Peterhof is located on the Southern cost of the Gulf of Finland, 29 kilometers away from St. Petersburg. Here a small house for Peter the Great was built in 1705, where the Tsar could take a rest on his way from Kronstadt to St. Petersburg. In 1714 the Emperor made a decision to turn Peterhof into his main out-of-town residence. Here in the 18th and the 19th centuries a grandiose complex of eleven parks, dozens of buildings, and pavilions with more than 200 fountains and numerous sculptures was formed in the area of over 1000 hectares. The Grand Palace built to the Elizabeth in baroque style is a composition centre of the Ensemble. The Grand Fountain Cascade, which is unique both technically and artistically, form a decorative pedestal for the Palace. The Grand Cascade embellished with numerous fountains, gilded statutes, bas-relief, and vases is crowned with the sculpture group known as “Samson Tears Open the Lion’s Jaws”, which is dedicated to the victory of Russia in the Northern War.
The Grand Palace from 11 a.m. to 6 p.m., Days off — Monday and last Tuesday of each month.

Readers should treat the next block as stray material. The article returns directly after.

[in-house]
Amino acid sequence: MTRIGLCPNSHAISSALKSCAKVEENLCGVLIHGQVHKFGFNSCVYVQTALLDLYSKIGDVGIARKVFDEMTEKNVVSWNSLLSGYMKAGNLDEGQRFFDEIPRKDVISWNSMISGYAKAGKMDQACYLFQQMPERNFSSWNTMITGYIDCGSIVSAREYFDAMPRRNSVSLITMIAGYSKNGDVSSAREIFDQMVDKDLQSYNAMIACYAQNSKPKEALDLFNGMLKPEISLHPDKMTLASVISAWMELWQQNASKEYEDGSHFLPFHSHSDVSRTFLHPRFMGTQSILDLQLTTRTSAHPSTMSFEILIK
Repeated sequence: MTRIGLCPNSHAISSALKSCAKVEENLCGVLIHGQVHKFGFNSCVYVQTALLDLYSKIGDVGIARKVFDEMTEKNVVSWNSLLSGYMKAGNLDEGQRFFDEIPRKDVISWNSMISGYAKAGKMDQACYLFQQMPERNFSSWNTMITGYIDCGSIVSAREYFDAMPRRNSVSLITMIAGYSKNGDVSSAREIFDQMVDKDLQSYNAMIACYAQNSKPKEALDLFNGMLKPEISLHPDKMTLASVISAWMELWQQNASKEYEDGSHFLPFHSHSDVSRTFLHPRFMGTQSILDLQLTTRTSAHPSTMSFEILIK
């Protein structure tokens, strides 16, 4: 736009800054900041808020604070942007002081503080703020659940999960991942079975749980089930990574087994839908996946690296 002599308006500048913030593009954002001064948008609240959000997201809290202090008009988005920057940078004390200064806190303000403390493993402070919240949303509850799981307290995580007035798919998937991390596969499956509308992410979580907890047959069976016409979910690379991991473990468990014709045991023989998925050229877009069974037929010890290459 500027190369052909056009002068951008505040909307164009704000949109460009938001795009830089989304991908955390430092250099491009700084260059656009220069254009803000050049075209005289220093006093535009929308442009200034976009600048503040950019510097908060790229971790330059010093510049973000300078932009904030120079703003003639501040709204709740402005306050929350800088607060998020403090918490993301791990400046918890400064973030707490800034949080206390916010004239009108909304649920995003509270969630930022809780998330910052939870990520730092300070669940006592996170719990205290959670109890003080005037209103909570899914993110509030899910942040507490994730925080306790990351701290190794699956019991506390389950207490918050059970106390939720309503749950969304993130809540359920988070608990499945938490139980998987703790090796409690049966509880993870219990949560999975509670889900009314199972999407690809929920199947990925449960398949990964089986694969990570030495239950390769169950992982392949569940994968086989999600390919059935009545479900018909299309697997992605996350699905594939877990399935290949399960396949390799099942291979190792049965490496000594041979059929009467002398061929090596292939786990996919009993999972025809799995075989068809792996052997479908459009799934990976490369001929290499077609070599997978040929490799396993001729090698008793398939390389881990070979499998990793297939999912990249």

As you travel to Peterhof, you will be given detailed information about the history of the Peterhof Road and the town of Peterhof. Upon arrival, you will embark on a comprehensive tour of the Peterhof Grand Palace and park.
|Regular||4440 ₽||per person|
|Students (high school, colleges and universities)||4090 ₽||per person|
|Pupils (elementary and middle school)||3510 ₽||per person|
Everyday at 1pm except Monday and last Tuesday. From the 19th of october the tour starts at 2pm
Bus tour to Peterhof - customer reviews
September, 3 2017
August, 20 2017
Tour was great! An improvement can be made to tell customers where the bus would leave from in the parking lot, as it took some time to locate the bus.
July, 26 2017
July, 19 2017
October, 5 2016
A palace that no visitor to Saint Petersburg should miss. The English guide was excellent, we visited all the important spots. The only negative: the Palace does not allow taking pictures inside - memories fade and a picture speaks a thousand words.
September, 27 2016